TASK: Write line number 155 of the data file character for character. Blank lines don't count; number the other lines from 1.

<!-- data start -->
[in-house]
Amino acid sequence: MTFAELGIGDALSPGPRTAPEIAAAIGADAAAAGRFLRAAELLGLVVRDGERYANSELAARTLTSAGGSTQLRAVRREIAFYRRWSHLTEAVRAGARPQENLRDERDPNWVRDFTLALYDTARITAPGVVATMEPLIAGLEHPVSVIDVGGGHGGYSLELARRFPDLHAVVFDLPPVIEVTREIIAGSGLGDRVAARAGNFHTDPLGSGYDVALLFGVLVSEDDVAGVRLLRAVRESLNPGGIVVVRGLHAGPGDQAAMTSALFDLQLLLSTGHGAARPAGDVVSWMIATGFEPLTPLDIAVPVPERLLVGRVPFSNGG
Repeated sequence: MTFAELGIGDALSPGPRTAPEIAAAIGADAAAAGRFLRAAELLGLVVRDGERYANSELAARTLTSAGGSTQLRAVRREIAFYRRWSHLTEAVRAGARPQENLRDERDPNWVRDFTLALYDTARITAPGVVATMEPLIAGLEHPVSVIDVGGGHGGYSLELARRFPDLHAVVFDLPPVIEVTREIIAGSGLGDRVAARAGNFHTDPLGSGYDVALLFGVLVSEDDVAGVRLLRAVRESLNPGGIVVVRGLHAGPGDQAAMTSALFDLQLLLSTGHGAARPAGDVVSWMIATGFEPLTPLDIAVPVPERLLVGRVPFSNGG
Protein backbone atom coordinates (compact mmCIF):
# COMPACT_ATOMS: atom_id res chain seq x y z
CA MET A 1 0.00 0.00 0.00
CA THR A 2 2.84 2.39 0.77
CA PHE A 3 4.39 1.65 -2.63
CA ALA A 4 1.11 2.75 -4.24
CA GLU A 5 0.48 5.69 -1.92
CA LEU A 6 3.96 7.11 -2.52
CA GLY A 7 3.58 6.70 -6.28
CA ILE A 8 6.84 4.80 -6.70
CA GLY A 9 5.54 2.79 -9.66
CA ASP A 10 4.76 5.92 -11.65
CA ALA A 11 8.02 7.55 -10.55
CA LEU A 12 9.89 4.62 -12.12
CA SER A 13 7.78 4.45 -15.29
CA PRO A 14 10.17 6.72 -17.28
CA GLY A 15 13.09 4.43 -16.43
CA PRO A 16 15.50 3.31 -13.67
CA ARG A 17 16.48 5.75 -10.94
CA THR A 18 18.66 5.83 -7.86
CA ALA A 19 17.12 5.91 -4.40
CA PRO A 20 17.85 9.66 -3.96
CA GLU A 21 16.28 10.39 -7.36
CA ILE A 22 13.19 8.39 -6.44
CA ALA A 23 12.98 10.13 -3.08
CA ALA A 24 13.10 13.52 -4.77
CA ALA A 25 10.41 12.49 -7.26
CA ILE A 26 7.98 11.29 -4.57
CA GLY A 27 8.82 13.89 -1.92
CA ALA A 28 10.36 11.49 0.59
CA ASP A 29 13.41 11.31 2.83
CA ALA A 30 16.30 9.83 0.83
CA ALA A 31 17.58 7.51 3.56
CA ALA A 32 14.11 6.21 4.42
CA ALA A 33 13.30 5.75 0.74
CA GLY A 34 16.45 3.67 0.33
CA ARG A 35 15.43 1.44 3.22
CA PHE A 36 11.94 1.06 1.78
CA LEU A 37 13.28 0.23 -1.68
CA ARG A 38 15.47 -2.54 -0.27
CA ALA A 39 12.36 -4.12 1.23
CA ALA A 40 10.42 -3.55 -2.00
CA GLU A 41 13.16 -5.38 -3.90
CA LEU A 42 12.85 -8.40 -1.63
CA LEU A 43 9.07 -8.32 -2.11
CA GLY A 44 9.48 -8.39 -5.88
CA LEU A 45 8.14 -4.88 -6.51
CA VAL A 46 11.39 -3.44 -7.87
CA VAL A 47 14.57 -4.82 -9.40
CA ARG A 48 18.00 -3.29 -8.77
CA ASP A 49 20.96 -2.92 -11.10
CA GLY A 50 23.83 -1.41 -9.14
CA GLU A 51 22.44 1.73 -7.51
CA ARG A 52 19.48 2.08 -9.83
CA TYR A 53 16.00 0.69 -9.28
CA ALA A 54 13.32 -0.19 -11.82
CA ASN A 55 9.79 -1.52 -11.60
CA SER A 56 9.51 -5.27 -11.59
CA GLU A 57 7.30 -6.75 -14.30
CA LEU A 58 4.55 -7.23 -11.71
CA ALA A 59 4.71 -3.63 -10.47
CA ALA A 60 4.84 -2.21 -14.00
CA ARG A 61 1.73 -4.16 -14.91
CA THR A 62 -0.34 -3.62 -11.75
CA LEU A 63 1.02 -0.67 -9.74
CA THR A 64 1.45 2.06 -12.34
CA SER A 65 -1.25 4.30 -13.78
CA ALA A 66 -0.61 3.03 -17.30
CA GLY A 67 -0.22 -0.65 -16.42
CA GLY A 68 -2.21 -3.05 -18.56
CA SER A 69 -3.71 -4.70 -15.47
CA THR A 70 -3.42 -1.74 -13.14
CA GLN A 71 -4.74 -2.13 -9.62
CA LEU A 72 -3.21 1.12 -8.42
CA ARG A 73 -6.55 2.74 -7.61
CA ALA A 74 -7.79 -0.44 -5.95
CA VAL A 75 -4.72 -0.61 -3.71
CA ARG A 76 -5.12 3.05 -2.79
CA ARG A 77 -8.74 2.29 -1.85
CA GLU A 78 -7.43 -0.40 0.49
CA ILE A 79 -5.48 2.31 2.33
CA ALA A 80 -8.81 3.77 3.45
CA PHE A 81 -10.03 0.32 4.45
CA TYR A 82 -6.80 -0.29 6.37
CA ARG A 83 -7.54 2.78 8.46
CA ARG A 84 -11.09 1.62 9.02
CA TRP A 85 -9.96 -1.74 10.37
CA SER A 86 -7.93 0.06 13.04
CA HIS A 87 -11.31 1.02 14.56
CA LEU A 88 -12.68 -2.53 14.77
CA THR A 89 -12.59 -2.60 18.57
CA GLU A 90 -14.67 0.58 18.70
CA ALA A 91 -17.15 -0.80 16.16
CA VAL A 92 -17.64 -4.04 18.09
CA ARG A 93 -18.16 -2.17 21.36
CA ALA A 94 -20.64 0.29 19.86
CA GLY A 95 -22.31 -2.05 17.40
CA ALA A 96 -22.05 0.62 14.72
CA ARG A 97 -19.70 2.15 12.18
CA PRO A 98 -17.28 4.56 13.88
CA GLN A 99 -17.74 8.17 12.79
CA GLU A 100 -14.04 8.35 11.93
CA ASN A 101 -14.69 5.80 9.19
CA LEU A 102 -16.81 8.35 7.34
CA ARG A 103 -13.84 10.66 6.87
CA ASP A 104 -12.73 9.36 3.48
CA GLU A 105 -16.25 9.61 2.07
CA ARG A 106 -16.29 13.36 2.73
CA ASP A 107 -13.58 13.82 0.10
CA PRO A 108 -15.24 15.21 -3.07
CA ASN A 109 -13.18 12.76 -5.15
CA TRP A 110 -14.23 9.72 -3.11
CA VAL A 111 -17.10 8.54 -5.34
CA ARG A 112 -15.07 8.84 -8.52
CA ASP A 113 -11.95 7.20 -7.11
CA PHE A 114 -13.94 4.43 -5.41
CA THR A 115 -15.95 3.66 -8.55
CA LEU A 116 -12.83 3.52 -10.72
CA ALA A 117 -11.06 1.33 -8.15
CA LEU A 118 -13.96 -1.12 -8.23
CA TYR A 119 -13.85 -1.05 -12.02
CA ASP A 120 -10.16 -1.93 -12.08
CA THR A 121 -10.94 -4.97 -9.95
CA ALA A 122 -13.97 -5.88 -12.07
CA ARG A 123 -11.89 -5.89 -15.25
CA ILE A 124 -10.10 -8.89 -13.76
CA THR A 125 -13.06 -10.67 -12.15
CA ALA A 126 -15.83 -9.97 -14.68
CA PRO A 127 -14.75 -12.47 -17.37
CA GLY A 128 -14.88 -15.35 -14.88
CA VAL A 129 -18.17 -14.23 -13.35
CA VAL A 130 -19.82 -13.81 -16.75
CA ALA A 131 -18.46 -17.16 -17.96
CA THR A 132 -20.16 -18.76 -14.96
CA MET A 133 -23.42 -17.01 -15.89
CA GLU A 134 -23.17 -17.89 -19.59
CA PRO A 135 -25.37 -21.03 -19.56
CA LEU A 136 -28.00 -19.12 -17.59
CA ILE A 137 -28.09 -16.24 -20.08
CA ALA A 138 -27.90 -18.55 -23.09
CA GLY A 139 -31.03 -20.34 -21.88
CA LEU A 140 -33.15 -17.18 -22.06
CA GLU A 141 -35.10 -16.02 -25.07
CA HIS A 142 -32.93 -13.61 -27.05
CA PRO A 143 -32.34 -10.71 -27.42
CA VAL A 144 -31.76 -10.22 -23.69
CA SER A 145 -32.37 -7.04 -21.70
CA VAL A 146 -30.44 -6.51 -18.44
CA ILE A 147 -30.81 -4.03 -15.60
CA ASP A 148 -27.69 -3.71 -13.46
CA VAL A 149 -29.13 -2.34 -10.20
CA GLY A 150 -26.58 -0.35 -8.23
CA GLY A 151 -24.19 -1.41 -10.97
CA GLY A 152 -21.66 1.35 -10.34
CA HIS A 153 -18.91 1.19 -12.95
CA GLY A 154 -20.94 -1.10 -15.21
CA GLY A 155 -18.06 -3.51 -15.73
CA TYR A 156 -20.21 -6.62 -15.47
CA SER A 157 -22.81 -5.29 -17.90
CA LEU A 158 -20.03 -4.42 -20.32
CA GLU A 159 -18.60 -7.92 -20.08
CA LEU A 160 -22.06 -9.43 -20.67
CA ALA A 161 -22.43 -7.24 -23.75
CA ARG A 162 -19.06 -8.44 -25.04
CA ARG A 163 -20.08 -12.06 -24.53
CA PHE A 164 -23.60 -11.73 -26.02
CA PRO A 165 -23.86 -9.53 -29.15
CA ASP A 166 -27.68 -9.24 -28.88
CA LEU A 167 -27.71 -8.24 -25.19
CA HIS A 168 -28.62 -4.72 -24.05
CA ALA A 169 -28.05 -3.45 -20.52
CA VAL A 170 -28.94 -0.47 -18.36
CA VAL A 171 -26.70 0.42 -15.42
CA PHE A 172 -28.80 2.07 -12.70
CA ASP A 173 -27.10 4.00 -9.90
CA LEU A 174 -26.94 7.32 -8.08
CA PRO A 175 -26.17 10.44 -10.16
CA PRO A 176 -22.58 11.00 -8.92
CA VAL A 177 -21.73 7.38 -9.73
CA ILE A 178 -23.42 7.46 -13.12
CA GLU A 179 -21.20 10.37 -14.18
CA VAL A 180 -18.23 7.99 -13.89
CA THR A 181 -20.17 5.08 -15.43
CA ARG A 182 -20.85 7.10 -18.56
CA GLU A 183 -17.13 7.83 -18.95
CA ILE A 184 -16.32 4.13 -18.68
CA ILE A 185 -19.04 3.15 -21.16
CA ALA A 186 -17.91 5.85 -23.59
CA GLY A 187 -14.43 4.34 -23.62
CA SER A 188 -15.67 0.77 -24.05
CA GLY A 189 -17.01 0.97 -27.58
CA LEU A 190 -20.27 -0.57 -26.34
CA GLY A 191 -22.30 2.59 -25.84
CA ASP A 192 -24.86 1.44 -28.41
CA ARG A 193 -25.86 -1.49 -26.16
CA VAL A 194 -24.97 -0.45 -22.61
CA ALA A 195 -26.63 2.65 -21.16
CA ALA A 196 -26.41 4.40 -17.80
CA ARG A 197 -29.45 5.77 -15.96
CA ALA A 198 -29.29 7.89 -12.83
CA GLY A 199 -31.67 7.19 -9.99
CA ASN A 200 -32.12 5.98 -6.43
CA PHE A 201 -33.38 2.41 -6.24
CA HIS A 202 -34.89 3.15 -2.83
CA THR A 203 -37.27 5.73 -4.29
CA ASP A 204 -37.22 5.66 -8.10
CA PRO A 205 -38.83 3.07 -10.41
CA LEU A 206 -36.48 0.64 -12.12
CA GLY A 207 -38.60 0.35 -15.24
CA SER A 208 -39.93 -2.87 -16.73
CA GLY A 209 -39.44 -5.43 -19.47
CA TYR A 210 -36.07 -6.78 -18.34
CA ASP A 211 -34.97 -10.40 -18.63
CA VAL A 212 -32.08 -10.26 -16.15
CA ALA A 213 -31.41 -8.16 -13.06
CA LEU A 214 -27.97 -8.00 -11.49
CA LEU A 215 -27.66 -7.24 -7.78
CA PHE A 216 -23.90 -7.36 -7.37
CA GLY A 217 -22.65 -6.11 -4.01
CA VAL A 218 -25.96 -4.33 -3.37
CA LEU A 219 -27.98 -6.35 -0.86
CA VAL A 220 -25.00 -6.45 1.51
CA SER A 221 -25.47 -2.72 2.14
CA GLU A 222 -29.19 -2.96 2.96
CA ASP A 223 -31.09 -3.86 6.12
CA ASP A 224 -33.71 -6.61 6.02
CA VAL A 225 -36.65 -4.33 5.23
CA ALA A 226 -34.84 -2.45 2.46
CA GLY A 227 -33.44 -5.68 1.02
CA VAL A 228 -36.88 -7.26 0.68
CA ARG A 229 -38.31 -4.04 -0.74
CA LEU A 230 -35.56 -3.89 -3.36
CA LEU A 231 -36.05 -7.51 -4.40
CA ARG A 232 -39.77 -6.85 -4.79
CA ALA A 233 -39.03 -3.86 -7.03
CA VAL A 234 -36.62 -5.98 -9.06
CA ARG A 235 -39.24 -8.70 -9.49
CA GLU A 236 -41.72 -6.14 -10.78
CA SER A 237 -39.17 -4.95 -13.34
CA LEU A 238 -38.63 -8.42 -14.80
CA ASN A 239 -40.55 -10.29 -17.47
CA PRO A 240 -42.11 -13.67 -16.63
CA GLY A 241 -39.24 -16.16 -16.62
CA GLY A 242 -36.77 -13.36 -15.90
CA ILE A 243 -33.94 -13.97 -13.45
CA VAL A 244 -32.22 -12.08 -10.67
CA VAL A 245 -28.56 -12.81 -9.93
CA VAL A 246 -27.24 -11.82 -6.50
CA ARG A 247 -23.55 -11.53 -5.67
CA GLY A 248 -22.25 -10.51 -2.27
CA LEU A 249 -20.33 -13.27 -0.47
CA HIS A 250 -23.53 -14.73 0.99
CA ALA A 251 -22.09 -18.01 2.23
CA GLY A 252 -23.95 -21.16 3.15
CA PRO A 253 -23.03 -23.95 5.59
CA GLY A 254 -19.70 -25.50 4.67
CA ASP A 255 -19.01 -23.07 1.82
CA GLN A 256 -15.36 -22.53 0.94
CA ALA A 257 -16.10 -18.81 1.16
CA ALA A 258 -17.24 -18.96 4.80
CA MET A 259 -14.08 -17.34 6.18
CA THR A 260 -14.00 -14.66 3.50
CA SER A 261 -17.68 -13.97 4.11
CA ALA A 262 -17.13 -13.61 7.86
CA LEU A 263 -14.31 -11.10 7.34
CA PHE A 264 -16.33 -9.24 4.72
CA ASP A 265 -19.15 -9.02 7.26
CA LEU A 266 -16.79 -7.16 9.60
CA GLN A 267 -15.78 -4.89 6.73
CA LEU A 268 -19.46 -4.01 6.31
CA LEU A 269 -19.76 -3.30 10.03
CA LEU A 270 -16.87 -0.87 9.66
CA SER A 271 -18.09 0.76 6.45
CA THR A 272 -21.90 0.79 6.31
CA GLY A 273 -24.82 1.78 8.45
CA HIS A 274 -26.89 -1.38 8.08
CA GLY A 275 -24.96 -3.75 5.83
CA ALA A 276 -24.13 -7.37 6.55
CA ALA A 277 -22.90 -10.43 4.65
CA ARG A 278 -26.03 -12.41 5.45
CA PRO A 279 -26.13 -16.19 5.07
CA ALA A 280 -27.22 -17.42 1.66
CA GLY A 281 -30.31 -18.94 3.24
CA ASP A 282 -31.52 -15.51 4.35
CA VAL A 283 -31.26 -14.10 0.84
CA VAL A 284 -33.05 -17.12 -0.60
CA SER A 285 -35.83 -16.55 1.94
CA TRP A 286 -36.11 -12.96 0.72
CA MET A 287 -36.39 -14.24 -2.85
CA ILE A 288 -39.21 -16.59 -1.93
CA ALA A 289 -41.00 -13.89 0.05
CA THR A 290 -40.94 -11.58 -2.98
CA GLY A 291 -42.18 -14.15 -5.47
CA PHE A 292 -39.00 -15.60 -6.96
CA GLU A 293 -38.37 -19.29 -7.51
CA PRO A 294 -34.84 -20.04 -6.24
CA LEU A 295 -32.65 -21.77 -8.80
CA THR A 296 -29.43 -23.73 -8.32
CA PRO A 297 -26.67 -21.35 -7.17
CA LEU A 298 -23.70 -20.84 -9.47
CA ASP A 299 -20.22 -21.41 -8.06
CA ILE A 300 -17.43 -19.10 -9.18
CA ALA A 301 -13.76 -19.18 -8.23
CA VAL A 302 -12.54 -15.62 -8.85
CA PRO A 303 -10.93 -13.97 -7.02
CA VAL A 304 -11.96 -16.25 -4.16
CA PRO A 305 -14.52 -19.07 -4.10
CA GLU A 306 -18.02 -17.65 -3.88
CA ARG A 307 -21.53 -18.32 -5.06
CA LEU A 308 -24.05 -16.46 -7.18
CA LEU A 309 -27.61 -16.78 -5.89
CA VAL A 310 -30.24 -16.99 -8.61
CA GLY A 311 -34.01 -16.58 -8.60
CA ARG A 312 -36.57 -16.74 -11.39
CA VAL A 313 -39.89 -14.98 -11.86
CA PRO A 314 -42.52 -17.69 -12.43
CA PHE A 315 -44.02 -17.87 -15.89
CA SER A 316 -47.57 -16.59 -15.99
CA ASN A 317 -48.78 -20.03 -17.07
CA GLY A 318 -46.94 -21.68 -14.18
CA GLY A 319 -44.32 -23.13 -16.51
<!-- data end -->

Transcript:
CA GLY A 150 -26.58 -0.35 -8.23